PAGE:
The Tories want a sock-puppet bishop

In February, the Bishop of Leeds, Nick Baines, noted that “it was unequivocally true that the Russian Orthodox Church had encouraged Putin in his campaign …[and that there was] … collusion and corruption between the Russian government and the Russian Orthodox Church.”

Patriarch Kirill, a former KGB agent, has described Putin’s reign (and I use the word advisedly) as a “miracle“.

Regrettably, the current Brexiter British government give every impression that they too would prefer to have senior clergy with all the agency of ventriloquist’s dummies:

The British government is currently finalising a deal with Rwanda, whereby immigarnts to Britain will be shipped off to Rwanda for “processing”. The Brexiter government freely admits that there are human rights abuses in Rwanda, but the relevant Minister is unperturbed by that:

The Archbishop of Canterbury has condemned the British government’s new deportation / offshore processing scheme, and he bas been roundly attacked by British government figures. Ben Bradley, the Tory MP for Mansfield, said that “commenting on government policy is not Justin Welby’s job”.

Obviously, I’m comfortable with politicians disagreeing with the Archbishop. No Western democracy should be a theocracy.

However, a balance needs to be struck.

I’m concerned by the obvious cancel culture now so evident in Tory party thinking: “commenting on government policy is not Justin Welby’s job”.

Why is it not part of the Archbishop’s job then?

This only makes sense if you consider that government policy is above ethics or morality. In a supposedly free country, the Archbishop surely can comment on whatever he likes, regardless of whose policy it is.

The idea that “government policy” should be above comment is worryingly autocratic.

Though it of course aligns very well with the Brexiter idea that no scrutiny or rules should apply to the Brexiter Executive and that they can do what they “jolly well like”, regardless of parliament, judges (aka “enemies of the people”) – or bishops.

Disagree with Welby, of course, as is your right in a democracy – but no democrat should be straying into censorship of opinions.

Within the law, Welby can say what he wants, as can the wittering Rees Mogg; and to assert otherwise is deeply troubling.


We live in a post-rational age.

Oh sure, all the trappings of reasons still persist; but they persist in the way Christian churches still stand in England, and, increasingly, in Ireland, or the way courts are in a dictatorship – they look solid, but they’re hollowed-out theme parks for a vanished mental scaffolding – nobody takes them seriously any more. 

Thus it is with reason.  Intelligent people still deploy the conceptual tools of reason.  The sentences still are polished.  The assured, slightly-condescending delivery, the reassuringly bloodless middle class euphemisms, the whole misleading façade of rationality is as evident as ever.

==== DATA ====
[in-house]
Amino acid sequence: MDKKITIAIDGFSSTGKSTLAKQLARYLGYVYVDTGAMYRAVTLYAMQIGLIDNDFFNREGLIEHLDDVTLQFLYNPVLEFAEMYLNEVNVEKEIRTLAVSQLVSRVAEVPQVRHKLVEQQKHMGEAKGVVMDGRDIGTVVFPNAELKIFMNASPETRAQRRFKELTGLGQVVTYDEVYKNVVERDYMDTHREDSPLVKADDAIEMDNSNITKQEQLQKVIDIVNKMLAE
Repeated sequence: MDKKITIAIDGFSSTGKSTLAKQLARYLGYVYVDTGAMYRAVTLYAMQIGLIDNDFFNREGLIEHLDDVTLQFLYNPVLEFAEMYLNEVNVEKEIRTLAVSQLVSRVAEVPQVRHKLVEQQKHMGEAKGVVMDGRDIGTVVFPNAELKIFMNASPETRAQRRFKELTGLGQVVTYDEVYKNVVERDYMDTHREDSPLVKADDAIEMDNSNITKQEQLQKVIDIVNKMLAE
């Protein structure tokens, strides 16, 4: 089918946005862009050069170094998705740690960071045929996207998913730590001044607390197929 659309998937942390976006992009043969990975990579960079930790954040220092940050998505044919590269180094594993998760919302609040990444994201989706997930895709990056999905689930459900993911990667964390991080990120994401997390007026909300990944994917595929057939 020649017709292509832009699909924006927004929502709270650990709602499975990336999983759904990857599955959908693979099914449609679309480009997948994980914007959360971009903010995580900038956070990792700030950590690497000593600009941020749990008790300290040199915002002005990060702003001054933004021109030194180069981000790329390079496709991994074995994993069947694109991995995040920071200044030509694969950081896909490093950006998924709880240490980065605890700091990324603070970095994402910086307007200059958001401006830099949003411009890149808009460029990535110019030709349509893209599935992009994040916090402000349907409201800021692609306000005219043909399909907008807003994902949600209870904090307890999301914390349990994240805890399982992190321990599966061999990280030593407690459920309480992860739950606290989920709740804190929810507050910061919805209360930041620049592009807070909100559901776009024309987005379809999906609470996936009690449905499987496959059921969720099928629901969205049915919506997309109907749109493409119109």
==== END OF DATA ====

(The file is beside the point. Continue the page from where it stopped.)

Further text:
Such tools used to be spades with which one dug for facts, prior to the application of a considered principle.  Not any more though – instead, we’ve hung them over our balls, as a fig leaf to conceal the lack of objectivity that otherwise would be all too evident. 

If an intelligent man is hot to trot for an ideology, and is even at risk of onanistic lapses in obeisance to said ideology, then, in 2022, it’s fig leaves that are required, not spade-work. 

In a previous post, I noted how thinking was in steep cultural decline:

Thinking does not require too much intelligence. Thinking is a skill, like wood-carving; it can be learned. Humility, patience, honesty, a sense of humour; all those are far more important aids to the craft of thinking than masses of grey matter. No brain, however large, can smuggle thoughts past the wall of a brittle ego.

The basis of thinking is an ability to embrace inner conflict.  If you wish seriously to think about anything, you have to dismantle your own comfortable ideas, and argue against yourself. 

That’s the basis of an adversarial legal system; both sides in a case slug it out and try to make dirt of each other’s position.  And, obviously, swap the lawyers, and they will easily tomorrow argue against their own position yesterday.

That seeming cynicism and amorality leads to lawyers being culturally derided as unprincipled by the hoi polloi.

However, it also points up how principle itself is an impediment to thinking.

If you’re truly thinking, there can be no sacred cows.

If the principle is a good one, it will survive being beaten up. 

But this ability to hold opposing ideas in suspense, and to attack your own position, is beyond many people nowadays.  It’s not that people have suddenly became more stupid since e.g., the 1970s, but we do now live in a culture of cookie-cutter secular commandments.  It is the age of bug-eyed, derivate, sloganeering certainties.  Everyone “believes!”; everyone falls in line with their group; everyone derives their personal identity from their group mantra; everybody has a slogan; nobody thinks any more.

Post <here>.

I thought of this when I read a recent article in the Spectator by a professor of law at Swansea University.

Ostensibly about the EU’s response to Russia’s invasion of Ukraine, the article instead was a thinly-disguised pro-Brexit screed. 

To my mind, a humanitarian / statesmanlike view of the horrors in Ukraine would seek to park such petty rivalries and insecurities, and, at least in the short to medium term, to accentuate the positive – to make common cause with democratic European allies, and not to do or to say anything petty which could sow division in the anti-Russian camp, and thereby, in however minor a way, give succour to the insecure little Rumpelstiltskin in the Kremlin.